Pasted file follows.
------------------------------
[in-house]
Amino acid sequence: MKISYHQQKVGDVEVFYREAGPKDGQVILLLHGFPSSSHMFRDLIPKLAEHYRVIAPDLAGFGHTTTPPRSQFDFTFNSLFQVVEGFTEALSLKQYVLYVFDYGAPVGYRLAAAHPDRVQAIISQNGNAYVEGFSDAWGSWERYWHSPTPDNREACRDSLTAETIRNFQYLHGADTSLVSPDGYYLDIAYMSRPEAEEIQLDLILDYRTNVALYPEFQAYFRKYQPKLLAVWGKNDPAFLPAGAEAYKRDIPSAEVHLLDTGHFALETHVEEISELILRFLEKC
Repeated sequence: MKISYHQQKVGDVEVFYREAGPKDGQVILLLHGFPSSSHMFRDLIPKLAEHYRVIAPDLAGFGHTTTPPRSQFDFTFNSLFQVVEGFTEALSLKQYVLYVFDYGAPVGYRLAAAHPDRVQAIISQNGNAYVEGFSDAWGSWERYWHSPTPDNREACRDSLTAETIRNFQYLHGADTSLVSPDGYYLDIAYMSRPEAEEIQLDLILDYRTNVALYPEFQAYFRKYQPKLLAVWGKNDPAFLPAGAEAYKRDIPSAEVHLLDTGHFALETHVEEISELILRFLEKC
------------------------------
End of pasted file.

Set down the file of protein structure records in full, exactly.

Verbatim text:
[in-house]
Amino acid sequence: MKISYHQQKVGDVEVFYREAGPKDGQVILLLHGFPSSSHMFRDLIPKLAEHYRVIAPDLAGFGHTTTPPRSQFDFTFNSLFQVVEGFTEALSLKQYVLYVFDYGAPVGYRLAAAHPDRVQAIISQNGNAYVEGFSDAWGSWERYWHSPTPDNREACRDSLTAETIRNFQYLHGADTSLVSPDGYYLDIAYMSRPEAEEIQLDLILDYRTNVALYPEFQAYFRKYQPKLLAVWGKNDPAFLPAGAEAYKRDIPSAEVHLLDTGHFALETHVEEISELILRFLEKC
Repeated sequence: MKISYHQQKVGDVEVFYREAGPKDGQVILLLHGFPSSSHMFRDLIPKLAEHYRVIAPDLAGFGHTTTPPRSQFDFTFNSLFQVVEGFTEALSLKQYVLYVFDYGAPVGYRLAAAHPDRVQAIISQNGNAYVEGFSDAWGSWERYWHSPTPDNREACRDSLTAETIRNFQYLHGADTSLVSPDGYYLDIAYMSRPEAEEIQLDLILDYRTNVALYPEFQAYFRKYQPKLLAVWGKNDPAFLPAGAEAYKRDIPSAEVHLLDTGHFALETHVEEISELILRFLEKC